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Circulation. 2008 Feb 5;117(5):605-13. doi: 10.1161/CIRCULATIONAHA.107.743062. Epub 2008 Jan 22.

Pericardial fat, visceral abdominal fat, cardiovascular disease risk factors, and vascular calcification in a community-based sample: the Framingham Heart Study.

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Cardiac MR CT PET Program, Department of Radiology, Massachusetts General Hospital, Harvard Medical School, Boston, USA.



Pericardial fat may be an important mediator of metabolic risk. Correlations with cardiovascular disease risk factors and vascular calcification in a community-based sample are lacking. We sought to examine associations between pericardial fat, metabolic risk factors, and vascular calcification.


Participants free of cardiovascular disease from the Framingham Heart Study (n=1155, mean age 63 years, 54.8% women) who were part of a multidetector computed tomography study underwent quantification of intrathoracic fat, pericardial fat, visceral abdominal fat (VAT), coronary artery calcification, and aortic artery calcification. Intrathoracic and pericardial fat volumes were examined in relation to body mass index, waist circumference, VAT, metabolic risk factors, coronary artery calcification, and abdominal aortic calcification. Intrathoracic and pericardial fat were directly correlated with body mass index (r=0.41 to 0.51, P<0.001), waist circumference (r=0.43 to 0.53, P<0.001), and VAT (r=0.62 to 0.76, P<0.001). Both intrathoracic and pericardial fat were associated with higher triglycerides (P<0.0001), lower high-density lipoprotein (P<0.0001), hypertension (P<0.0001 to 0.01), impaired fasting glucose (P<0.0001 to 0.001), diabetes mellitus (P=0.0005 to 0.009), and metabolic syndrome (P<0.0001) after multivariable adjustment. Associations generally persisted after additional adjustment for body mass index and waist circumference but not after adjustment for VAT (all P>0.05). Pericardial fat, but not intrathoracic fat, was associated with coronary artery calcification after multivariable and VAT adjustment (odds ratio 1.21, 95% confidence interval 1.005 to 1.46, P=0.04), whereas intrathoracic fat, but not pericardial fat, was associated with abdominal aortic calcification (odds ratio 1.32, 95% confidence interval 1.03 to 1.67, P=0.03).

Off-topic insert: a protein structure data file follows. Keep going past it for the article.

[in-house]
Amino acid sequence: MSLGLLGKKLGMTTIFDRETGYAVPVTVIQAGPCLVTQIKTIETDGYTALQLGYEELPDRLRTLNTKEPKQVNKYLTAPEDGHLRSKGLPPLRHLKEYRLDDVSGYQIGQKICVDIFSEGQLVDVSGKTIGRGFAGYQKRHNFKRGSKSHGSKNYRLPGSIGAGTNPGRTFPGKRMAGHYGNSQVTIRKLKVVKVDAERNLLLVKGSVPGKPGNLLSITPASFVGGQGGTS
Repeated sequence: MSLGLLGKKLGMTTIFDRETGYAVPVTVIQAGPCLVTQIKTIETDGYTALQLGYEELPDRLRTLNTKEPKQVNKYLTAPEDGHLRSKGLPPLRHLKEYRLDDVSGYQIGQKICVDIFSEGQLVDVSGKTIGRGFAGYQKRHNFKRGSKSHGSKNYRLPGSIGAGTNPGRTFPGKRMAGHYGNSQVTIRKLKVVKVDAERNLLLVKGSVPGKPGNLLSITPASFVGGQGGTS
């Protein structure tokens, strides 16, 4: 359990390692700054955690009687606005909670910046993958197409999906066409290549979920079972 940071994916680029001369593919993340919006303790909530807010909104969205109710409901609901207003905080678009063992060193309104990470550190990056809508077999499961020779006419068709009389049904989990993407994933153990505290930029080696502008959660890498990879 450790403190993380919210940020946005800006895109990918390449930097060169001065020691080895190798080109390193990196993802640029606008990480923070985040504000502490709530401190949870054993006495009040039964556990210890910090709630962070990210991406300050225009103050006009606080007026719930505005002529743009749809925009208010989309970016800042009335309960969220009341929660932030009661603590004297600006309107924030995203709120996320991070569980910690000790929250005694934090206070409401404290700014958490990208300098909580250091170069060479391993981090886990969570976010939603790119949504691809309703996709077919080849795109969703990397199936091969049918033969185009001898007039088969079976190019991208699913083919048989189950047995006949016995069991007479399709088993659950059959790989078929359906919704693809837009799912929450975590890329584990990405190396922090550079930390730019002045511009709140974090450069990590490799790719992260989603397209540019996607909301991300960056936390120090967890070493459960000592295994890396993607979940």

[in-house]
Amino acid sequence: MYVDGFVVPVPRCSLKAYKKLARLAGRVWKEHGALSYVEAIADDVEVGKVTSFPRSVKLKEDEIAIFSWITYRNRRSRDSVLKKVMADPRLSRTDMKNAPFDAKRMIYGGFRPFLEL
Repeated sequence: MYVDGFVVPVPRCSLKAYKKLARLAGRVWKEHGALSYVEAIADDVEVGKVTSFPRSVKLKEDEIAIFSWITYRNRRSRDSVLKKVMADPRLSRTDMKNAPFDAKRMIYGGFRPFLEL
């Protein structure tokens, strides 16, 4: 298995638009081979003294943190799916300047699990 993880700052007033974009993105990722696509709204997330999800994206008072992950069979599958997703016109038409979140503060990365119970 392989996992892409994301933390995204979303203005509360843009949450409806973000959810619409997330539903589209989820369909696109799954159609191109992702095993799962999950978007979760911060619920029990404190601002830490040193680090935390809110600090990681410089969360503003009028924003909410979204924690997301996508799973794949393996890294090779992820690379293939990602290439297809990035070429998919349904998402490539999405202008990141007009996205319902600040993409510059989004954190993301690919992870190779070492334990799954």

Pericardial fat is correlated with multiple measures of adiposity and cardiovascular disease risk factors, but VAT is a stronger correlate of most metabolic risk factors. However, intrathoracic and pericardial fat are associated with vascular calcification, which suggests that these fat depots may exert local toxic effects on the vasculature.

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